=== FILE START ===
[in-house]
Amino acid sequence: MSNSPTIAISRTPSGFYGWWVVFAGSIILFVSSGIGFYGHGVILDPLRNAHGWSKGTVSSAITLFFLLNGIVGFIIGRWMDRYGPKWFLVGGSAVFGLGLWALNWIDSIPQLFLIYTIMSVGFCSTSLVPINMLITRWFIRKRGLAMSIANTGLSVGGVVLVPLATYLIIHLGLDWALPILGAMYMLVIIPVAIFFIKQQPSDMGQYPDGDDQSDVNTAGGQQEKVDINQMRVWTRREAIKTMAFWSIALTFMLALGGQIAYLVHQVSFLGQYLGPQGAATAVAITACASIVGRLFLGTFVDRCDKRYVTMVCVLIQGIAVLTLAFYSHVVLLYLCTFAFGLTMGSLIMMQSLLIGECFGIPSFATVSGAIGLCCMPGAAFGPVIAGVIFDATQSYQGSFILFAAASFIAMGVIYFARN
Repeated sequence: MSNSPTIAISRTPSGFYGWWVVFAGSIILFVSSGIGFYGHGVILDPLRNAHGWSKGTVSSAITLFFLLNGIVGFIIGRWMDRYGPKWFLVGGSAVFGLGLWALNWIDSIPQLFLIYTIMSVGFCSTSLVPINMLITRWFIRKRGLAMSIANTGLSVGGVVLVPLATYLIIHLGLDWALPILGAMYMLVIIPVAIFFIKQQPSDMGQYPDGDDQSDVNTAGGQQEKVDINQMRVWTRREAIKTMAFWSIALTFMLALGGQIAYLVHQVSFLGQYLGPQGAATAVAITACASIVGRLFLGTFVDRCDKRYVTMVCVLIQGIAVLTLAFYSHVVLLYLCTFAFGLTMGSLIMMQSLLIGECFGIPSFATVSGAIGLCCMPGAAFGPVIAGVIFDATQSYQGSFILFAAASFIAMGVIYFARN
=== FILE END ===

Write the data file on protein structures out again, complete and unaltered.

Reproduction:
[in-house]
Amino acid sequence: MSNSPTIAISRTPSGFYGWWVVFAGSIILFVSSGIGFYGHGVILDPLRNAHGWSKGTVSSAITLFFLLNGIVGFIIGRWMDRYGPKWFLVGGSAVFGLGLWALNWIDSIPQLFLIYTIMSVGFCSTSLVPINMLITRWFIRKRGLAMSIANTGLSVGGVVLVPLATYLIIHLGLDWALPILGAMYMLVIIPVAIFFIKQQPSDMGQYPDGDDQSDVNTAGGQQEKVDINQMRVWTRREAIKTMAFWSIALTFMLALGGQIAYLVHQVSFLGQYLGPQGAATAVAITACASIVGRLFLGTFVDRCDKRYVTMVCVLIQGIAVLTLAFYSHVVLLYLCTFAFGLTMGSLIMMQSLLIGECFGIPSFATVSGAIGLCCMPGAAFGPVIAGVIFDATQSYQGSFILFAAASFIAMGVIYFARN
Repeated sequence: MSNSPTIAISRTPSGFYGWWVVFAGSIILFVSSGIGFYGHGVILDPLRNAHGWSKGTVSSAITLFFLLNGIVGFIIGRWMDRYGPKWFLVGGSAVFGLGLWALNWIDSIPQLFLIYTIMSVGFCSTSLVPINMLITRWFIRKRGLAMSIANTGLSVGGVVLVPLATYLIIHLGLDWALPILGAMYMLVIIPVAIFFIKQQPSDMGQYPDGDDQSDVNTAGGQQEKVDINQMRVWTRREAIKTMAFWSIALTFMLALGGQIAYLVHQVSFLGQYLGPQGAATAVAITACASIVGRLFLGTFVDRCDKRYVTMVCVLIQGIAVLTLAFYSHVVLLYLCTFAFGLTMGSLIMMQSLLIGECFGIPSFATVSGAIGLCCMPGAAFGPVIAGVIFDATQSYQGSFILFAAASFIAMGVIYFARN